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Comment: Cats cannot read (Score 1) 40

"Two individual cats, either from the endangered ocelot or jaguarondi species, could be lost as a result of the project in spite of efforts to avoid just that with measures such as posting warning signs along the road leading to the launch site." Cats cannot read and will go to the launch site anyway.

Comment: English isn't well suited for speed reading (Score 2) 92

by Rodot (#46847057) Attached to: Why Speed-Reading Apps Don't Work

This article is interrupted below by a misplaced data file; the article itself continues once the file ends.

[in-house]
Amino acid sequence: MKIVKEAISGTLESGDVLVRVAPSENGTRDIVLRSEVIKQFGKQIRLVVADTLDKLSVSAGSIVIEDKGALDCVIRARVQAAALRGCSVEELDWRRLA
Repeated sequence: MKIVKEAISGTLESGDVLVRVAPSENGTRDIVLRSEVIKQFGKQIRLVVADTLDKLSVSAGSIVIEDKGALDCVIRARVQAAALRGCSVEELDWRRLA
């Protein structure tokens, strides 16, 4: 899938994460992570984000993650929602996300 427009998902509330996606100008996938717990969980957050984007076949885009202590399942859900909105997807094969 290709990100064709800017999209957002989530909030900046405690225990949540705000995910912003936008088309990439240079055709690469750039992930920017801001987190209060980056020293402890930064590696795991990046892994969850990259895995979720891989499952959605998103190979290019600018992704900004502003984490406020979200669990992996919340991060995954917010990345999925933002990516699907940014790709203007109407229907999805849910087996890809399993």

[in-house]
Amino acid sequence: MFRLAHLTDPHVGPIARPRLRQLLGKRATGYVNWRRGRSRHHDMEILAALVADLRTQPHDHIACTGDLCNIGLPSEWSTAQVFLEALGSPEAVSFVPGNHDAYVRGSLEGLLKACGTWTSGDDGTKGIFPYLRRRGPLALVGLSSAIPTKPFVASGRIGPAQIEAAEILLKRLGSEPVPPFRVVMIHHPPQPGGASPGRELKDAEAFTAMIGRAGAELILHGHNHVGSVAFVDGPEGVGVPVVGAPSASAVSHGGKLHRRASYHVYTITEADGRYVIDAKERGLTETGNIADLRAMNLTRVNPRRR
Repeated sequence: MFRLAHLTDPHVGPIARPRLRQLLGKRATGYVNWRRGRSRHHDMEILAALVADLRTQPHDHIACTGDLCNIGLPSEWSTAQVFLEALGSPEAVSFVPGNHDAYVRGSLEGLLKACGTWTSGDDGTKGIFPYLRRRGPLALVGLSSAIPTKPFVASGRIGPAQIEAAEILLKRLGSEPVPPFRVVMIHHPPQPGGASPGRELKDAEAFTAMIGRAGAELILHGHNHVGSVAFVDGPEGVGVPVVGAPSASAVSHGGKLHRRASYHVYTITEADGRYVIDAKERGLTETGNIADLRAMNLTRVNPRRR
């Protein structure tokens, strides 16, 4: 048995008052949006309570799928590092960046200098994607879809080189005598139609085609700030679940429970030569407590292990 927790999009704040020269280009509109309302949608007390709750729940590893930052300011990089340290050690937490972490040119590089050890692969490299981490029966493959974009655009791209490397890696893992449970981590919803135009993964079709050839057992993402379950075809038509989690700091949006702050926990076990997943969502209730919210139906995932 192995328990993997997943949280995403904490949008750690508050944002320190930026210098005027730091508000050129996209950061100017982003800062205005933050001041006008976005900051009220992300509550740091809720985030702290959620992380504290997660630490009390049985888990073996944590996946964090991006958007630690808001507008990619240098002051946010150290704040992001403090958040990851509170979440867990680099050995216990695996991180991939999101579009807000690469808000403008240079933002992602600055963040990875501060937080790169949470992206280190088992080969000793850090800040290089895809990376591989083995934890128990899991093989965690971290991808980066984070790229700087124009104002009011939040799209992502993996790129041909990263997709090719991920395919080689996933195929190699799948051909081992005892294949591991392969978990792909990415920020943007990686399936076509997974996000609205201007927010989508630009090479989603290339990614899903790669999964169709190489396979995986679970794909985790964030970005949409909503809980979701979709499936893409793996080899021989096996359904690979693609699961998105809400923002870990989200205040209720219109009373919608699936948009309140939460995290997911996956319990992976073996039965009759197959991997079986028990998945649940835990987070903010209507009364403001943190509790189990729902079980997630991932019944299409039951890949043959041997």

I am German, so please excuse me, if my English isn't that good. There once was a study in Germany, what effect almost exclusively lower case in german texts would have. The result was, that texts are better understandable with nouns written with an upper case first letter. They serve as anchors, especially, when reading fast. Furthermore, in English it is common, that the same word is used as a verb and a noun. This actually would be a damn good reason to write nouns with an upper case first letter. When you skim through an English text, and notice, for example, the word "jump", you don't even know, if it is the verb or the noun. This can also be a source of ambiguity. Another big source of ambiguity is the usage of "it" to refer to almost everything, because most words don't have a grammatical gender. You have to be aware of that, when you are creating relative sentences in English. Even people are not always gendered in English. Is the tennis player female or male? You often have to read a fair bit into a text, until he/she (see?) is referenced as "her" or "him". I have seen some discussions between native English speakers on the internet, were someone wrote sth. like "Ah, so the teacher was your mother!" or "I thought, the cat was chasing the car, not the dog." Oh, this last example has another ambiguity. I should write "I thought, the cat, not the dog, was chasing the car". This ambiguity does not occur in German because articles are declined dependent on the gender and relation. To put it in a nutshell, it seems logical, that speed reading is especially hard in English. The more possible ambiguities you have, the more likely you will have to stop and think about, what is really meant.

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